YouTube games are a mess thanks to new obscenity policy
Swearing on YouTube has become a challenge.
in November, YouTube updated the profanity policy in its advertising guidelines, which further restricts what users can or cannot say in a video. Now, all kinds of swear words are “treated equally” instead of being considered at varying degrees of “severity”. Videos with profanity in the thumbnail, title, or first seven seconds may have monetization disabled. (Under this policy, “hell” and “damn” are no longer considered vulgar.)
This week, game creators said they were affected by the policy because new and old videos — including videos posted before the new policy was enacted — were marked as commercially available. “limited” ad revenue. The videos were monetized off for something as simple as swear words in the first few seconds. And YouTube’s top creators are questioning the platform’s viability, thanks to this new policy and its censorship.
YouTube’s updated profanity policy was exposed Sunday when YouTube game creator Daniel Condren or RTGame created a video of his experience with it. In the video, the creator says that YouTube has flagged a compilation of his best clips from 2022, limiting its ability to generate ad revenue. YouTube also marks it as “age-restricted,” meaning that only people with age-authenticated YouTube accounts, which require a government ID, can watch the video. Daniel said this reduces the number of views the video gets and makes it harder for him to monetize it.
Condren initially hoped that the limited ad revenue and age-restriction designation would be removed after someone from YouTube support reviewed his video. YouTube uses a combination of people and machine learning to remove content that violates its policies as quickly as possible. If a user, like Condren, thinks there was a mistake after the initial strike, they can ask a real person to review the content and see if it complies with the guidelines. Condren created his compilation using previously published videos that YouTube didn’t mark any restrictions on, so he thought the problem could be solved. It’s also not the first time he’s interacted with YouTube support. When one of Condren’s videos was flagged, he resolved the issue a year ago after a YouTube employee reviewed the video.
However, his approach seems to backfire this time. After he reported the issue by asking for help on Twitter, another video was marked as age-restricted and several others had monetization disabled. After someone from YouTube support reviewed the videos, YouTube stayed where it was, explained Daniel as he offered a screenshot from a support email. His video about popular horror game Quarry now violates the platform’s violent and objectionable content guidelines, thus making it age-restrictive. Other videos have been marked for limited monetization due to the new swearing policy.
“Really sad haha. Because I asked YouTube for help recovering my restricted video [and] I had dozens of more restrictions. I love making videos on YouTube but this really shows that any success on the platform can disappear at will,” Condren told Polygon via email.
Polygon has reached out to YouTube for comment and will update the story with a response.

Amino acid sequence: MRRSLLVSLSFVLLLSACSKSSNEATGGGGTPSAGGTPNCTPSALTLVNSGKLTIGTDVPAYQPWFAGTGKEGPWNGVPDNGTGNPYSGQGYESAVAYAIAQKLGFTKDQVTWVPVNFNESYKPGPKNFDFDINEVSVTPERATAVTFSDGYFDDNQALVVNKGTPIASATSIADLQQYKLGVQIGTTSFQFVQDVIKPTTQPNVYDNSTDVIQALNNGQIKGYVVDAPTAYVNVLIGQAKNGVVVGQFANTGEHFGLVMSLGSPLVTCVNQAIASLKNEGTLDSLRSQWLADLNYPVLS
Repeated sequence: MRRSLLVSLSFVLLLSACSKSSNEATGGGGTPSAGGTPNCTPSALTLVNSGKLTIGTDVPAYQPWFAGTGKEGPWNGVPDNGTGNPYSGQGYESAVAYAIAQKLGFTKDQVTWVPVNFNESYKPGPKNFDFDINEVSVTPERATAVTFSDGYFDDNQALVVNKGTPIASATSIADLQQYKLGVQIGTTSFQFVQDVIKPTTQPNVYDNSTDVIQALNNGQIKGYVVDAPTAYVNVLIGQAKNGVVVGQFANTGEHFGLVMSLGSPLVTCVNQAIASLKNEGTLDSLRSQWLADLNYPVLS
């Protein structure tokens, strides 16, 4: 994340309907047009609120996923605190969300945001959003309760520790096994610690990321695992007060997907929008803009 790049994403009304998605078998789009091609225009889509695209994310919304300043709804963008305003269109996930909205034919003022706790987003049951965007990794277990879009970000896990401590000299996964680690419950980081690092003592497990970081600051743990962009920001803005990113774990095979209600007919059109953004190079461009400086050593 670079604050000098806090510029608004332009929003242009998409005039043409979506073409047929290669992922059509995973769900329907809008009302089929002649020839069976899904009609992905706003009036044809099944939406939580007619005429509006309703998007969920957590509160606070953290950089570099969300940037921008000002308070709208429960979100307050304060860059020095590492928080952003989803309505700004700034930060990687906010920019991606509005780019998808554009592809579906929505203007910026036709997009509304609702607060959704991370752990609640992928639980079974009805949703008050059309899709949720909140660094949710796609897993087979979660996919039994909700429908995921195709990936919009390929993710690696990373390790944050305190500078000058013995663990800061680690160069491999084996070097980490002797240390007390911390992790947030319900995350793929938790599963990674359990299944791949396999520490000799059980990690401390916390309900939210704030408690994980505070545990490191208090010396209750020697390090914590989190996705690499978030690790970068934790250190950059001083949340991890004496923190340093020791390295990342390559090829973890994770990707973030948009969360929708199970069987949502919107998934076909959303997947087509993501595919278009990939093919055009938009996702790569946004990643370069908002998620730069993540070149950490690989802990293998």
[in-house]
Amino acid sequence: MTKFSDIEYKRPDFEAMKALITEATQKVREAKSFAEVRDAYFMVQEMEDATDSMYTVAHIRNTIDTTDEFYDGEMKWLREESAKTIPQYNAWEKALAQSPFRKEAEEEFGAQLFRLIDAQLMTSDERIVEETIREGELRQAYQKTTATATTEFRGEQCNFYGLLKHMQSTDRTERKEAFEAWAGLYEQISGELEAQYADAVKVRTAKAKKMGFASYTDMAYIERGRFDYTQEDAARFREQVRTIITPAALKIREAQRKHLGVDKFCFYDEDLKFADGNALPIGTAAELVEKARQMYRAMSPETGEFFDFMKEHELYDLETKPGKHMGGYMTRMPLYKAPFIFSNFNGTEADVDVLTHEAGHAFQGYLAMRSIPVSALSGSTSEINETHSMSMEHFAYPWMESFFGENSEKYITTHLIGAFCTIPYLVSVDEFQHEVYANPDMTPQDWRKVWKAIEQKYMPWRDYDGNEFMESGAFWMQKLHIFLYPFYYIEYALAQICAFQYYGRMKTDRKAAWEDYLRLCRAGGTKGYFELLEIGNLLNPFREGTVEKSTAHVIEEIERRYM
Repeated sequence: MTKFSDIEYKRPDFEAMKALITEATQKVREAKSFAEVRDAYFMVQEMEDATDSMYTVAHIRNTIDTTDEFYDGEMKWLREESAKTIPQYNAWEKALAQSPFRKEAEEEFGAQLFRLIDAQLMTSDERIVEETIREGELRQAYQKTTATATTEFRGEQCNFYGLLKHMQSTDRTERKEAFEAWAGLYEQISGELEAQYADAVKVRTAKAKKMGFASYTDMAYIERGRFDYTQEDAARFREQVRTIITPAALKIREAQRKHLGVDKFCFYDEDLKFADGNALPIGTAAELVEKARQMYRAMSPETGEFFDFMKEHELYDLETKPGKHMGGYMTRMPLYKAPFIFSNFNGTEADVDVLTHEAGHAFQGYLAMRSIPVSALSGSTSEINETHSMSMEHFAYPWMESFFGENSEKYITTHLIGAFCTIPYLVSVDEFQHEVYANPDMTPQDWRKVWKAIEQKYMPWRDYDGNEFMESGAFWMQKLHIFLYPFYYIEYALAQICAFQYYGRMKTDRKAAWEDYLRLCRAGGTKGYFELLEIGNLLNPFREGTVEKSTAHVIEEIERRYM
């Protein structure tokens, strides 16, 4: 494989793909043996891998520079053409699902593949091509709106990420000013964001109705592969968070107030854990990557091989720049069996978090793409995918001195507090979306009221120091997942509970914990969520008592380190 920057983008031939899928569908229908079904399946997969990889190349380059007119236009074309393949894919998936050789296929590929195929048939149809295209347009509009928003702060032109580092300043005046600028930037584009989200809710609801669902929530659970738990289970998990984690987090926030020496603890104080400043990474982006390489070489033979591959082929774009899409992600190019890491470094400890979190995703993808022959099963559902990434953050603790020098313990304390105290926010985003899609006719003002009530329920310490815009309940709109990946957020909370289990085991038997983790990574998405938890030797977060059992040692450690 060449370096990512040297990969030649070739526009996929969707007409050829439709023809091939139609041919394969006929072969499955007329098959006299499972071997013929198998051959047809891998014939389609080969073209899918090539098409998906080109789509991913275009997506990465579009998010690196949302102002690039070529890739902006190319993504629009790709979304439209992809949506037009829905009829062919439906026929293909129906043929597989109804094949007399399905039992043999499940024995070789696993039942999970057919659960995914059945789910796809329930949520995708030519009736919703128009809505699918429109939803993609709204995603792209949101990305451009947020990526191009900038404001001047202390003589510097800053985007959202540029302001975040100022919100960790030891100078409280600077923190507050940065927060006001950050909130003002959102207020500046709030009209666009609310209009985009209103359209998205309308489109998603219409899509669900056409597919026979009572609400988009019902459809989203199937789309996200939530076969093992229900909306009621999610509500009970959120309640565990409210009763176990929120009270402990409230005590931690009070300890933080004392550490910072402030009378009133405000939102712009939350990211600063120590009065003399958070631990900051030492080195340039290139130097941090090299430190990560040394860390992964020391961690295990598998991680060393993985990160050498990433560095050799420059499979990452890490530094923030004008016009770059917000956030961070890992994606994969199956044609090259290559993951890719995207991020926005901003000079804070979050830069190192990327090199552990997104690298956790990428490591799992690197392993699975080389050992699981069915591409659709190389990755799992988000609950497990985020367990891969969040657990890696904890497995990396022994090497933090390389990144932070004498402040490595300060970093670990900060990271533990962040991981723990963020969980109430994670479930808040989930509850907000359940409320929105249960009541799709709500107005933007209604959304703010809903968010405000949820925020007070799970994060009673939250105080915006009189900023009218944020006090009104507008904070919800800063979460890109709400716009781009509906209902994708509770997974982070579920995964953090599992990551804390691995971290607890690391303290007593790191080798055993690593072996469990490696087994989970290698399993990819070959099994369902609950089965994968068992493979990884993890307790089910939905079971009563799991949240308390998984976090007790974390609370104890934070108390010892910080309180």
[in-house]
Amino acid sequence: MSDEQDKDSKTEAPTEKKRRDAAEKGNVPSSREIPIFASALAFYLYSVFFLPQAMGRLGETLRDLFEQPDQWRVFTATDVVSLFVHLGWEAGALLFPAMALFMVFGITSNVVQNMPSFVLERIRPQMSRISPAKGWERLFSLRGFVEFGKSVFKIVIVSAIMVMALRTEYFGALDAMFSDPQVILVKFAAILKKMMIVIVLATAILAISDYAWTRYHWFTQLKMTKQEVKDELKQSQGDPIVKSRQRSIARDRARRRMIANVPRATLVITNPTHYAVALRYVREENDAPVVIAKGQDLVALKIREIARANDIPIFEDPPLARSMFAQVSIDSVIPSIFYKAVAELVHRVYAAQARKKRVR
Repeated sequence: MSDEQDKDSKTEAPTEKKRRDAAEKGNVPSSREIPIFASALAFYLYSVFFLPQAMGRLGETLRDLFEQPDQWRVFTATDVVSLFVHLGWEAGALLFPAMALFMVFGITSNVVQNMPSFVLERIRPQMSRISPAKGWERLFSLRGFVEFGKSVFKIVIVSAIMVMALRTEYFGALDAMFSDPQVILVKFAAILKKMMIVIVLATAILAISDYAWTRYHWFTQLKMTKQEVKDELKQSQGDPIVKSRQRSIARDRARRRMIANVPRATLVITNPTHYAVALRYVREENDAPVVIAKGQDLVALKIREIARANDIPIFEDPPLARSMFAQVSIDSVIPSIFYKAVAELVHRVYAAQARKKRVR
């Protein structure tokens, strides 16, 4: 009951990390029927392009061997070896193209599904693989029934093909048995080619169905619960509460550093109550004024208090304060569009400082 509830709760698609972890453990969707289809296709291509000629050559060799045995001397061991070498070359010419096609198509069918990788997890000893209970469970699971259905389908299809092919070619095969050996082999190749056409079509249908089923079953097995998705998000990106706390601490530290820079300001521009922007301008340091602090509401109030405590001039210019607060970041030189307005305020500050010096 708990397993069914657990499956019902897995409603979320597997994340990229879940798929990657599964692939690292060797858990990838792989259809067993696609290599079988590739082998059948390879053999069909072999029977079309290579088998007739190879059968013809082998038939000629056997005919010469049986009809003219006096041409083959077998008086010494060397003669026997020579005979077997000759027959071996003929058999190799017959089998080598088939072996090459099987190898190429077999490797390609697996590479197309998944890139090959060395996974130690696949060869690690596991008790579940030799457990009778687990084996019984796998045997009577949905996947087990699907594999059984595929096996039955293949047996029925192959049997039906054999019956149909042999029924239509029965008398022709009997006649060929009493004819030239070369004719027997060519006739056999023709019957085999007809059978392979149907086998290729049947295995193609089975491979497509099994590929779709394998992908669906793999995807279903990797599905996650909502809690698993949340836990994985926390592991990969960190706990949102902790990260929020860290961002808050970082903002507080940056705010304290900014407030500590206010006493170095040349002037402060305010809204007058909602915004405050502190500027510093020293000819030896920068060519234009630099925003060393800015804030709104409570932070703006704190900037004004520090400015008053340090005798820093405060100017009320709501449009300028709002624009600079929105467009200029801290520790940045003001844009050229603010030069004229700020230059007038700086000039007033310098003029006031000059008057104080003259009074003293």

Content creator frustration has peaked. It’s not just about swearing or the fact that monetization disabling may apply retroactively to videos posted before those restrictions went into effect. That is specifics of the policy. People can still technically swear. YouTube policy says The “occasionally use of profanity” will not “necessarily” make the video “unfit for promotion”, as in the case of music videos. But these exceptions can make swearing seem like just a matter of jumping through the right hoop.
Some creators are testing these limits. In a short video titled “youtube run by idiots,” voice actor and comedy game creator SungWon Cho, better known as ProZD, notes the difference in constantly There is a lack of censorship for hateful content on the platform, while swearing is increasingly censored. (Cho has previously appeared in Polygon video content.) In his video, after crossing the 15-second mark, he says, “Thank you YouTube, you damn donkeys,” and then adds, “What a smart policy. Not made by a bunch of idiots.” According to a follow-up video, the first video was not de-monetized.
“It was incredibly frustrating and it encouraged me to keep planning for a future where YouTube is no longer a part of my life. When sudden policy changes can dramatically affect your livelihood right away, you realize how unsustainable this career is in the long run,” Cho told Polygon via email.
To add insult to injury, the creators described poor communication from YouTube support. According to Condren, YouTube did not notify him that his videos had been flagged. He found out by sitting at his desk and periodically hitting refresh on his YouTube account page, checking for changes to the video’s ad revenue status. “I have spent hundreds of hours of my life on this content. I’m really proud of it. I’ve always dreamed of becoming an entertainer and doing this. And now I’m sitting here, watching part of my livelihood disappear. No notification. Unobtrusive,” he says in the video.
As a result, Condren has reconsidered its relationship with the platform. “I feel it’s more important than ever to diversify my content across channels like Twitch. There is very little security on YouTube where policies on what is allowed and what is not allowed can be changed and retroactive,” he told Polygon.
As for what viewers can do, Cho said it goes back to supporting your creators in other ways.
“If you’re a fan of anyone on YouTube, support them with more than just views. In fact, subscribe to them, share their videos, interact with them, follow them on other social media. It’s the best way to make sure you keep watching more videos made by the creators you love.”